This investigation aimed to compare the effect of neuromuscular, strength, and combined training on dynamic balance and sports performance, including power, sprint, and agility in female basketball players.
In this semi-experimental study, 42 female professional basketball players (age: 19-25 years) were assigned to three groups of Neuromuscular (NM), Strength (ST), and Combined training (CM), and one control group. The Multivariate Analysis of the Variance (MANOVA) was used to compare between-groups data. Dynamic balance and performance measurements (vertical jump, agility, and sprint) of athletes were assessed before and after six weeks of intervention by Star Excursion Balance Test (SEBT), Sargent vertical jump device, Shuttle Run device, and sprint 27-meter test.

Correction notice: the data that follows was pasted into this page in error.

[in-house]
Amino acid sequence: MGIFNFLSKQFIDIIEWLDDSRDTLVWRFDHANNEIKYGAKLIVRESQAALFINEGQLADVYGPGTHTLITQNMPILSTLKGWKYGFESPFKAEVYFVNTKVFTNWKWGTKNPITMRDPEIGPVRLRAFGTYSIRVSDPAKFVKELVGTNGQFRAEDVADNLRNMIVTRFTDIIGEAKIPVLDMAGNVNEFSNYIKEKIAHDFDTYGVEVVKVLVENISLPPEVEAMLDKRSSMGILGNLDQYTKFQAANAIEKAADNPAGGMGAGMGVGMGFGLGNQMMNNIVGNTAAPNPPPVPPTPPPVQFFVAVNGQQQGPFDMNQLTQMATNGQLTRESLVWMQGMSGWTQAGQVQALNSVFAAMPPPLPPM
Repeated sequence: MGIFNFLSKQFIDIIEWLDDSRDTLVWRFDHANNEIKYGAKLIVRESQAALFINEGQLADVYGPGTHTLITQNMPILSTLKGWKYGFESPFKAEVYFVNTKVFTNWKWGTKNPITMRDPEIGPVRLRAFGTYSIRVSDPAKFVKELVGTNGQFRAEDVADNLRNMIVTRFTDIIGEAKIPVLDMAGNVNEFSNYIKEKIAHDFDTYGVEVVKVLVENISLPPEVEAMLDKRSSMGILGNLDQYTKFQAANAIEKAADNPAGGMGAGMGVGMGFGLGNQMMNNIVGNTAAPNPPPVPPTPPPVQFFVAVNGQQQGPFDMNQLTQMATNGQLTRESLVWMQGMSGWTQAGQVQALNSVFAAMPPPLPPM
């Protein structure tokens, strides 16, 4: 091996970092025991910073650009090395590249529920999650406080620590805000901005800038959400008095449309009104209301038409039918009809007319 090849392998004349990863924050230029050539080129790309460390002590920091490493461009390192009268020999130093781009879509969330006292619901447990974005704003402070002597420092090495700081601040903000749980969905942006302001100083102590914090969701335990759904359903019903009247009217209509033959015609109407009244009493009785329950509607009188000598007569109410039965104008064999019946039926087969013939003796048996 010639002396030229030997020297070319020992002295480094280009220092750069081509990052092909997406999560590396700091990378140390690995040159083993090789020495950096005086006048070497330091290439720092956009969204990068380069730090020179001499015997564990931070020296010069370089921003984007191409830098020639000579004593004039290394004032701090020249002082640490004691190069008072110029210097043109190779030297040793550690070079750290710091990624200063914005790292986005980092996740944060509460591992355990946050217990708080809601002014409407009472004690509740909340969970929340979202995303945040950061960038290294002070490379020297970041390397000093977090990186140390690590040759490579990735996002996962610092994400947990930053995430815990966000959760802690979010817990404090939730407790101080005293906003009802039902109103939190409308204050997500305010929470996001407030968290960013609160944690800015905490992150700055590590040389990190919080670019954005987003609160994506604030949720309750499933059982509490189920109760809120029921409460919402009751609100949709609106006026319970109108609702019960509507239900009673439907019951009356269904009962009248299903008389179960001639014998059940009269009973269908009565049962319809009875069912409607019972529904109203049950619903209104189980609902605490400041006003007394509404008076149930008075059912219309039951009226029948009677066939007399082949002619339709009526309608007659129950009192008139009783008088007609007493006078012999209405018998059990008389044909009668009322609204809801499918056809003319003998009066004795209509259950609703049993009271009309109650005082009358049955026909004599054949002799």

Results of the MANOVA showed all between-group differences for dynamic balance, sprint, and agility were only significant between the control group and NM, ST, and CM groups (P≤0.05). In addition, the CM group was significantly different compared to the NM and ST groups (P≤0.05). Balance and high jump within-group differences showed a significant increase in the NM, ST, and CM groups in the high jump variable (P≤0.05). For sprint and agility, within-group results showed a significant decrease in the NM, ST, and CM groups (P≤0.05). Besides, the larger effect size was seen in the combined group for all variables.
It seems that neuromuscular, strength, and combined training is similarly effective in improving the balance and functional performance of female basketball athletes and there is not a significant difference between them.
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